While New Jersey prepares for a new governor, important questions about the state’s environment, health, and equity remain unanswered.
New Jersey was once a leader in environmental protection, passing innovative policies like pollution prevention and stringent air-quality standards. Today it ranks fifth among states with the largest “pollution gaps,” that is, states having “racial inequities that exist when it comes to exposure to pollution from car exhaust and power plants,” according to Sydney Brownstone, “The 10 Most Polluted States for People of Color,” (Co.EXIST, April 16, 2014).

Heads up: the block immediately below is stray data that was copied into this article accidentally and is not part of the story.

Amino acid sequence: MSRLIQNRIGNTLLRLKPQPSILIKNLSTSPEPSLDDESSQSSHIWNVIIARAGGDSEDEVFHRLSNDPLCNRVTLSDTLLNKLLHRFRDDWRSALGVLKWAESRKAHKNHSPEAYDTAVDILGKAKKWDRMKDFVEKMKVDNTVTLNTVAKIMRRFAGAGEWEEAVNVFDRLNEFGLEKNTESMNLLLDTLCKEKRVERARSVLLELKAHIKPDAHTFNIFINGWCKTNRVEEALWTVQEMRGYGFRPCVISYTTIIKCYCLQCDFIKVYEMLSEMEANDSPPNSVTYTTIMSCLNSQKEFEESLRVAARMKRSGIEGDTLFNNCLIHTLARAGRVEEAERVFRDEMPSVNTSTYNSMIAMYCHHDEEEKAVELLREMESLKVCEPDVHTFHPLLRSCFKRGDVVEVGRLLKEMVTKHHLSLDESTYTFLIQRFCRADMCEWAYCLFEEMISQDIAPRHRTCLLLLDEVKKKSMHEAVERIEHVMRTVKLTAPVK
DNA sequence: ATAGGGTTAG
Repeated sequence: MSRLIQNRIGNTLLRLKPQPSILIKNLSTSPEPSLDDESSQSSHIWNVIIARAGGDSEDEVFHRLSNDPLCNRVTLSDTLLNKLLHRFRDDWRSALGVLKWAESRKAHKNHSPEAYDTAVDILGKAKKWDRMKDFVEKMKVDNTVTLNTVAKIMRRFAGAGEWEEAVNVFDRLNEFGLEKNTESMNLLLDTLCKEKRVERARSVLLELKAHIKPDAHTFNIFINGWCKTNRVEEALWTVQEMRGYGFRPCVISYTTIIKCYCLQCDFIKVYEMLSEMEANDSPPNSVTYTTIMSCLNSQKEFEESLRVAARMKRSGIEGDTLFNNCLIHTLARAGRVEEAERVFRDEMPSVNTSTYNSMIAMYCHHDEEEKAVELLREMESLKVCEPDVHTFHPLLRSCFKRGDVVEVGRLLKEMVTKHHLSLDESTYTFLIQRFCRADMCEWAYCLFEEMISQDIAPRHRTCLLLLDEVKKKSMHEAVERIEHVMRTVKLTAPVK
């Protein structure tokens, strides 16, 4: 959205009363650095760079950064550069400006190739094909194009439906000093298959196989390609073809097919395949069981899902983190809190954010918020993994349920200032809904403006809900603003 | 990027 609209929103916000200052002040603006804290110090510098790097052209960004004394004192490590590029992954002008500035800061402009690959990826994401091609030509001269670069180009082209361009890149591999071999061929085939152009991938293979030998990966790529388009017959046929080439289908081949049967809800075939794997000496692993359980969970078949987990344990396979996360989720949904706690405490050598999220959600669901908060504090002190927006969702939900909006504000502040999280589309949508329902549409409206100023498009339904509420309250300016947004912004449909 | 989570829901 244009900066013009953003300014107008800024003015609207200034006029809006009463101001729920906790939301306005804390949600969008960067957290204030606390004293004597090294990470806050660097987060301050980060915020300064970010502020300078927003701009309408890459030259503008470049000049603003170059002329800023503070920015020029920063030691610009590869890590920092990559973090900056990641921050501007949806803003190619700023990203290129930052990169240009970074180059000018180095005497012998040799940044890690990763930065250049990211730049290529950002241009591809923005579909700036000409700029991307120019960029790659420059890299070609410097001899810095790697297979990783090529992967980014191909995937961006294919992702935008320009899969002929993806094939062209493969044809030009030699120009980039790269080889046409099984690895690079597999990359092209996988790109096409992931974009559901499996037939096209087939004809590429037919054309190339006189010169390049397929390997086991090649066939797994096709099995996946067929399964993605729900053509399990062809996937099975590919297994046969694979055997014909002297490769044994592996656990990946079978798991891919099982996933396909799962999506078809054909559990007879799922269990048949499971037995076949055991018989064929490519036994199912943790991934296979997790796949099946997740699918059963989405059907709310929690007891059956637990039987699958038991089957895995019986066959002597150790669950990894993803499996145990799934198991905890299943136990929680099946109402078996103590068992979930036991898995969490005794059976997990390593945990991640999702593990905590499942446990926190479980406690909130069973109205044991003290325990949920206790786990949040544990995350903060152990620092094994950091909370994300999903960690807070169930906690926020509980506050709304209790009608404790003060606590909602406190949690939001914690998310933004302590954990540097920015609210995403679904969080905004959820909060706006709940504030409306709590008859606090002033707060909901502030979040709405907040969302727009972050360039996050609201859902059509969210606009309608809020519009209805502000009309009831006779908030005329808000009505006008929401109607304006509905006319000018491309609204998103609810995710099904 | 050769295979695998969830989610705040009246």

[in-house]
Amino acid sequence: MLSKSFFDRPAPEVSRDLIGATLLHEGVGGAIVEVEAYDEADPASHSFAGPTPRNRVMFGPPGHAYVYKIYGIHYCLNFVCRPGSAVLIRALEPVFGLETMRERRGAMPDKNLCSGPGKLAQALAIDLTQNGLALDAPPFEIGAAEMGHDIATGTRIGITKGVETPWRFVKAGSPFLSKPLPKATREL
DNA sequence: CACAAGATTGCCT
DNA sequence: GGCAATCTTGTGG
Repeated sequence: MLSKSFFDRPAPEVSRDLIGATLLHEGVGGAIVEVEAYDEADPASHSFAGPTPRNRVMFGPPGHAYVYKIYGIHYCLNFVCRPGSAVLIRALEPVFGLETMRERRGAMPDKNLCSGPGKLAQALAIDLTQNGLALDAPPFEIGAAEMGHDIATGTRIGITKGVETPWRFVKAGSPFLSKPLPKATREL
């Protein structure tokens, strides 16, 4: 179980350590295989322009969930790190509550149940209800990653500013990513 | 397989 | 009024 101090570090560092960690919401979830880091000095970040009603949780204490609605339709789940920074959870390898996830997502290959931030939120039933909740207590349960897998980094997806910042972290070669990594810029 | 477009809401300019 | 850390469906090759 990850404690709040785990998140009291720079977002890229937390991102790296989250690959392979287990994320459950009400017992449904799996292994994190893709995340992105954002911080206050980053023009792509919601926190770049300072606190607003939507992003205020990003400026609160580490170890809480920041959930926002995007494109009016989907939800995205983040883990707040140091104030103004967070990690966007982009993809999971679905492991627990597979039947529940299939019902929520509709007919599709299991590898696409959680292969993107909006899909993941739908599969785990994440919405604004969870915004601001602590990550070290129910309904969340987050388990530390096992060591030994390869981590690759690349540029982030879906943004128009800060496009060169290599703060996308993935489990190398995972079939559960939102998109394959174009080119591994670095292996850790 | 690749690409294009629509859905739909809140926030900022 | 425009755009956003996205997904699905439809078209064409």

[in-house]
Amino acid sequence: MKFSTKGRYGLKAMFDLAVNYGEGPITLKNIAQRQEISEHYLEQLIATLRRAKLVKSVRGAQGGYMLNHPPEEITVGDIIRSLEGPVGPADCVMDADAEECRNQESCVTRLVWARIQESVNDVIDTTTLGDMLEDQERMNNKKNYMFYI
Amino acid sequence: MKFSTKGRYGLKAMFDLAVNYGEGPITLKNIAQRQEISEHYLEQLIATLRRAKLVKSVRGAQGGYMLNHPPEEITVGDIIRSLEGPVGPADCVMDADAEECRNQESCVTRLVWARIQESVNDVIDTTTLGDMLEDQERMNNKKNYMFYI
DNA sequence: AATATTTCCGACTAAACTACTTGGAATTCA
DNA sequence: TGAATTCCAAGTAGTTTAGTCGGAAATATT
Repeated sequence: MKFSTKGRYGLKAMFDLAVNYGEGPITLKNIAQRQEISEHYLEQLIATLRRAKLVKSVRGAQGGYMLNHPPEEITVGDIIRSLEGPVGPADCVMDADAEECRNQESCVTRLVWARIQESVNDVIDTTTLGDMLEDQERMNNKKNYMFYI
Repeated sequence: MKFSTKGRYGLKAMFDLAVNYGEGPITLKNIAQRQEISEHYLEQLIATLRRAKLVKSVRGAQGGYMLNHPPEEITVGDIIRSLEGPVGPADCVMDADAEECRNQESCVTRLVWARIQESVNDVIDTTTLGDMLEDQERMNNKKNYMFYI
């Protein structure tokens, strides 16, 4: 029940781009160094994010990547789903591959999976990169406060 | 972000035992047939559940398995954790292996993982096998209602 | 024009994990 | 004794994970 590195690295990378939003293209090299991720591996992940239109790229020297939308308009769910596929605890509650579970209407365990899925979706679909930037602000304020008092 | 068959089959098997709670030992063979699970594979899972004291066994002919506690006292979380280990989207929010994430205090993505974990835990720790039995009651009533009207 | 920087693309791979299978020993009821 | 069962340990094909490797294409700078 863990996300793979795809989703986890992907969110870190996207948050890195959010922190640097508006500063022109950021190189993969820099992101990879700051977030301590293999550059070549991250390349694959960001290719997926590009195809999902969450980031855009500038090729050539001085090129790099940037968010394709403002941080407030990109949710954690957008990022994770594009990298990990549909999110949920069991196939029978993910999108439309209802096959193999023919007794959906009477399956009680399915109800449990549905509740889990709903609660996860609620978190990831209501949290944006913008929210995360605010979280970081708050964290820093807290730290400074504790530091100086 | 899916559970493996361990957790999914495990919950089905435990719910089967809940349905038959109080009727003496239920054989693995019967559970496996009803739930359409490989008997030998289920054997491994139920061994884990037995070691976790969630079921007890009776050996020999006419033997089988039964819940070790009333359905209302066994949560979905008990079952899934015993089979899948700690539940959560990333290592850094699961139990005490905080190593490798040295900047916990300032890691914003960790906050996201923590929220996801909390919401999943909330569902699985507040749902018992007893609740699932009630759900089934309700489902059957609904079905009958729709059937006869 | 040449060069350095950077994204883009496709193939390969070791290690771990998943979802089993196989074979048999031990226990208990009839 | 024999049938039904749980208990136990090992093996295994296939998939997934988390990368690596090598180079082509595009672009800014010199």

In 2012, the New Jersey Department of Environmental Protection (NJDEP) stated, “Improving air pollution in these affected areas is one of the NJDEP’s greatest challenges.” While some areas of New Jersey have experienced improvements in overall environmental quality, others have languished and continue to suffer from some of the highest concentrations of pollution and environmental health risks in the nation. These places tend to be in low income or communities of color, like the cities and towns in the urban corridor running from Paterson and Newark down to Camden.